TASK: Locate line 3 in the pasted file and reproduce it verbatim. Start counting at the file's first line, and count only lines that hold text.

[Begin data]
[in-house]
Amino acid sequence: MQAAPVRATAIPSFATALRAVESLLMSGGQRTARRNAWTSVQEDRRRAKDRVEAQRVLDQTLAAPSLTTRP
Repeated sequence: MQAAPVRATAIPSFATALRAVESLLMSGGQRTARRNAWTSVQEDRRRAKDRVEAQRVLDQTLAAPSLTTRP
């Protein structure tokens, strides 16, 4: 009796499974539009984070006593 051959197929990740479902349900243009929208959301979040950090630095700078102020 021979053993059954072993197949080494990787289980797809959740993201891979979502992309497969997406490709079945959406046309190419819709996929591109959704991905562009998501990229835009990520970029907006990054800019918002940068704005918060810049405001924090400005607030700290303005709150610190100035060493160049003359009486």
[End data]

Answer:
Repeated sequence: MQAAPVRATAIPSFATALRAVESLLMSGGQRTARRNAWTSVQEDRRRAKDRVEAQRVLDQTLAAPSLTTRP